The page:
By Adina Moloman
Sources: BNamericas, Reuters, Plastics News
Petroleos Mexicanos (Pemex), the world’s fourth-largest oil producer announced recently that it’s board of directors finally approved a proposed joint venture with the chemicals and plastics Mexico Corporation, Mexichem, to produce vinyl chloride monomer (VCM).
The proposed joint venture, first announced in June 2011, was pending for Pemex board backing since it received antitrust approval in October 2012, the proposal was reopened under Mexico’s new administration.
The VCM is a key component for the manufacture of polyvinyl chloride plastic, commonly known as PVC.
This joint venture will reduce its dependence on the supply of raw material (mainly vinyl chloride monomer and other end products made from PVC) from foreign competitors, such as Dow Chemical Co. Mexichen leaders mentioned that imports of end products made from PVC had affected the construction sector because competitively priced raw materials were in short supply.
Making this happened the vinyl chain in Mexico will be fully integrated and will follow the U.S. vinyl industry organization.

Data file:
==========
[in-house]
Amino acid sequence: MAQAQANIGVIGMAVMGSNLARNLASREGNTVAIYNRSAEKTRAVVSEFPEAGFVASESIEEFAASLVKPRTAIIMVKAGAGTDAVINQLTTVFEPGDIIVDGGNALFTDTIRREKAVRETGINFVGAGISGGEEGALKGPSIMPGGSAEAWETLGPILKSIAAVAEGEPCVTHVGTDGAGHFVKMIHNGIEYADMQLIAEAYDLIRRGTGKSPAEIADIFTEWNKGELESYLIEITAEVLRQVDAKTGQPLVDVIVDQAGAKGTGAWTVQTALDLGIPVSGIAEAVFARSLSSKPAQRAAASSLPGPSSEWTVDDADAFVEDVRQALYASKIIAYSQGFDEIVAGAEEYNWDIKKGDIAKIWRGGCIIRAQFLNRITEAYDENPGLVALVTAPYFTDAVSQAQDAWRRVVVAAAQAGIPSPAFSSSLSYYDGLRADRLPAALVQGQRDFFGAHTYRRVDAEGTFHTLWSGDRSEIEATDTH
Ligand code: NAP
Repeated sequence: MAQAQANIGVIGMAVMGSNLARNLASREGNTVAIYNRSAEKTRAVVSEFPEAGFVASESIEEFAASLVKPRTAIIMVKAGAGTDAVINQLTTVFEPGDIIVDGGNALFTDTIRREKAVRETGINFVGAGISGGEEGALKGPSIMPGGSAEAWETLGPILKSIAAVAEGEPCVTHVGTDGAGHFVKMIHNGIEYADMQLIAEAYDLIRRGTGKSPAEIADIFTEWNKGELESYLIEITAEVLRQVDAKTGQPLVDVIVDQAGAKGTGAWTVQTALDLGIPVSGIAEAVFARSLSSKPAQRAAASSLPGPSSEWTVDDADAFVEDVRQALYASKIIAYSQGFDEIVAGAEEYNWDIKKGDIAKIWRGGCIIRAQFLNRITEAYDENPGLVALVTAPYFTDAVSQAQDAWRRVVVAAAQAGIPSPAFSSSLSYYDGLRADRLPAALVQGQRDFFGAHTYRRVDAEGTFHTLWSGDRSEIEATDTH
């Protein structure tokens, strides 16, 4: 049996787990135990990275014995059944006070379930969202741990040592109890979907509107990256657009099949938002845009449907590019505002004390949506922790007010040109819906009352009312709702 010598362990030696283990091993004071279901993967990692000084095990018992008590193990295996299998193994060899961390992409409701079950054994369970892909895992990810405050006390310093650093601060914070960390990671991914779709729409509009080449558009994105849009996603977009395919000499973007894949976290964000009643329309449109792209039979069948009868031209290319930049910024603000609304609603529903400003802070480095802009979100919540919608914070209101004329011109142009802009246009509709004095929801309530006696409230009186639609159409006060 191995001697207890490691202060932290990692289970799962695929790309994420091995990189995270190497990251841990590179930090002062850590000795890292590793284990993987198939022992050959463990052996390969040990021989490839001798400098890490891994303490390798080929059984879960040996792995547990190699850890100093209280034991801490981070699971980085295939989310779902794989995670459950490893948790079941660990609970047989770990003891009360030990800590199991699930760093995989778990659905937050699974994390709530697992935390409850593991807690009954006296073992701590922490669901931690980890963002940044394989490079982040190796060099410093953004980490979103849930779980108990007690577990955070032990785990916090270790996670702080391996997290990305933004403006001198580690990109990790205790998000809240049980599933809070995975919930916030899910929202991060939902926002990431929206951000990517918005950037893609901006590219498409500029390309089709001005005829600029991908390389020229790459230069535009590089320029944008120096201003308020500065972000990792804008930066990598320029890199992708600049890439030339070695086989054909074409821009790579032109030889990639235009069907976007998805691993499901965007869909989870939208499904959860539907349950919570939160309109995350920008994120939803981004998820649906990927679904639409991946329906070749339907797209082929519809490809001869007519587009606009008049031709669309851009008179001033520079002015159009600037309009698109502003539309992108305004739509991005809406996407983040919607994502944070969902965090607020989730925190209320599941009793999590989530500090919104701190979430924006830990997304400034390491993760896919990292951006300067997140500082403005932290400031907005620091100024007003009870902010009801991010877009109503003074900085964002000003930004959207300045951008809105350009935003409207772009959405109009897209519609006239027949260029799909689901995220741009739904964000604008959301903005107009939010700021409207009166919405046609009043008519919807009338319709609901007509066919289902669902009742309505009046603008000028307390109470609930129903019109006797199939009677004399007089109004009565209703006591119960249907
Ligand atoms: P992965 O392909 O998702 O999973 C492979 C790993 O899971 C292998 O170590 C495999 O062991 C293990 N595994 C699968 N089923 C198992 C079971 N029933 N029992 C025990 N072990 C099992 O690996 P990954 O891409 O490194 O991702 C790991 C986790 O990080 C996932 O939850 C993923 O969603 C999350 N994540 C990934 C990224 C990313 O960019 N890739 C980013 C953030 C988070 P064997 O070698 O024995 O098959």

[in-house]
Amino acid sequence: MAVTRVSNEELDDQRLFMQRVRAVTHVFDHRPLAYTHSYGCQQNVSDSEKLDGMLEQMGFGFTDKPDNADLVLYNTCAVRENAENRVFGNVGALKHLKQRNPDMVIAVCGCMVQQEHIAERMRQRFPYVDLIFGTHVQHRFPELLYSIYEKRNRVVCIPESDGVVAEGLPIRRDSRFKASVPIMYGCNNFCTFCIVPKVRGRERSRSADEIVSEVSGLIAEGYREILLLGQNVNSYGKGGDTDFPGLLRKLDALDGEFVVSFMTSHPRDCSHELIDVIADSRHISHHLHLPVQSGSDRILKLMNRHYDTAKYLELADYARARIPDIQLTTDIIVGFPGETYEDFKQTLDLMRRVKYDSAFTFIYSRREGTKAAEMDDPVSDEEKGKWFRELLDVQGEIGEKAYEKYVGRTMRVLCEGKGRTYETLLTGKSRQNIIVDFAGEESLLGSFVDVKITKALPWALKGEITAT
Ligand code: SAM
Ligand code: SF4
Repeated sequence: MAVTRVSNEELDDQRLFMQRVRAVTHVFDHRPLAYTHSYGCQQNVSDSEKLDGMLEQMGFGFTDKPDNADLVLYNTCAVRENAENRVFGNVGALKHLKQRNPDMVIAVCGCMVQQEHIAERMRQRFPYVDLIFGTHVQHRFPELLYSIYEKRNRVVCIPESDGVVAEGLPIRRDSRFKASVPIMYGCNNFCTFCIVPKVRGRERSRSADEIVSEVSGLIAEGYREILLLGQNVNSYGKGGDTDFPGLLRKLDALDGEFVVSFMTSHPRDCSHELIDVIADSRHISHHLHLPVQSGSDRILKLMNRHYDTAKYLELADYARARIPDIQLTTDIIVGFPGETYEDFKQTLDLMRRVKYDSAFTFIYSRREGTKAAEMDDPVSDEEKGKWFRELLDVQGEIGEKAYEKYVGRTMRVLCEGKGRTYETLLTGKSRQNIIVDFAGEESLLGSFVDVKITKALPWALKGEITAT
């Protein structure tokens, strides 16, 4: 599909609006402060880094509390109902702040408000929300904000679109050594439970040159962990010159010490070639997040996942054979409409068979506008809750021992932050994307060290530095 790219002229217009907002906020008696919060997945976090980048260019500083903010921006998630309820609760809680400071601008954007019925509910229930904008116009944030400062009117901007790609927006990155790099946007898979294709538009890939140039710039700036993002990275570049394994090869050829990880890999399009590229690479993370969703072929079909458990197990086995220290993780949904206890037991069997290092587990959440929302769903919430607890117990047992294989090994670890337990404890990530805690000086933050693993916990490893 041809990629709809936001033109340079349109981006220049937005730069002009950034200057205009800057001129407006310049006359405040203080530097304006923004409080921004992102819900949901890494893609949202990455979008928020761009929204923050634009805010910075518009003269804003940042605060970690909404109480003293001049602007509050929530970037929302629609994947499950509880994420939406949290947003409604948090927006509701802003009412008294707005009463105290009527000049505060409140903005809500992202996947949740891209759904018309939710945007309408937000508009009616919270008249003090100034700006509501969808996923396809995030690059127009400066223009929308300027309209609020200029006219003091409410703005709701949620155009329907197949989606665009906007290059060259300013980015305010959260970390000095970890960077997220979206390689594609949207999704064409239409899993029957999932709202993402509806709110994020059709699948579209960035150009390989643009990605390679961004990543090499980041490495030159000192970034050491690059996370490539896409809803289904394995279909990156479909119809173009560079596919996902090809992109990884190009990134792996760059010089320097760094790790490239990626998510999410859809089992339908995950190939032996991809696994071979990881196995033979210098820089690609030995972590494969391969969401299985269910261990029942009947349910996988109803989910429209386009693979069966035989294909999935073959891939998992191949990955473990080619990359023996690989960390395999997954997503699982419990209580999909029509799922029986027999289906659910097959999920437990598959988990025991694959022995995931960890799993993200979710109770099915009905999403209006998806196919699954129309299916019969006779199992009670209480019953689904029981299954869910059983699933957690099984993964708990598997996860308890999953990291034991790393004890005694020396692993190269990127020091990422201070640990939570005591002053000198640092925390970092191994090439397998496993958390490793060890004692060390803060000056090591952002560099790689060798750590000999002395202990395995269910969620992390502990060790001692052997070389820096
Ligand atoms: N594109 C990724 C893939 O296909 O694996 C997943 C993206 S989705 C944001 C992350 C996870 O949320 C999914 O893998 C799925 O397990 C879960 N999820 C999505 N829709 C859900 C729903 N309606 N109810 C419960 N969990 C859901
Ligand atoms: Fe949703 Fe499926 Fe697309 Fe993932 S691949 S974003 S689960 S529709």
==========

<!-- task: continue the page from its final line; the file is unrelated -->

Thi alliance will finally complete the current 230,000 ton/year VCM plant and expand to 400,000 tons by 2015, a 200,000 ton/year ethane cracker and a chlor-alkali produced at the Mexico Manufacturing plant in Pajaritos, Veracruz.
Mexichem strategy is to concentrate on investment opportunities outside of Mexico. Mexichem, the largest producer of PVC resin in Latin America is considering a joint venture with the US Corporation, Occidental Chemical (OxyChem). OxyChem would build an ethane cracker in Texas and use the ethylene to produce VCM in order to supply Mexichem.
The final decision on this joint venture will take place in the second quarter of 2013 following the completion of a feasibility study and basic engineering.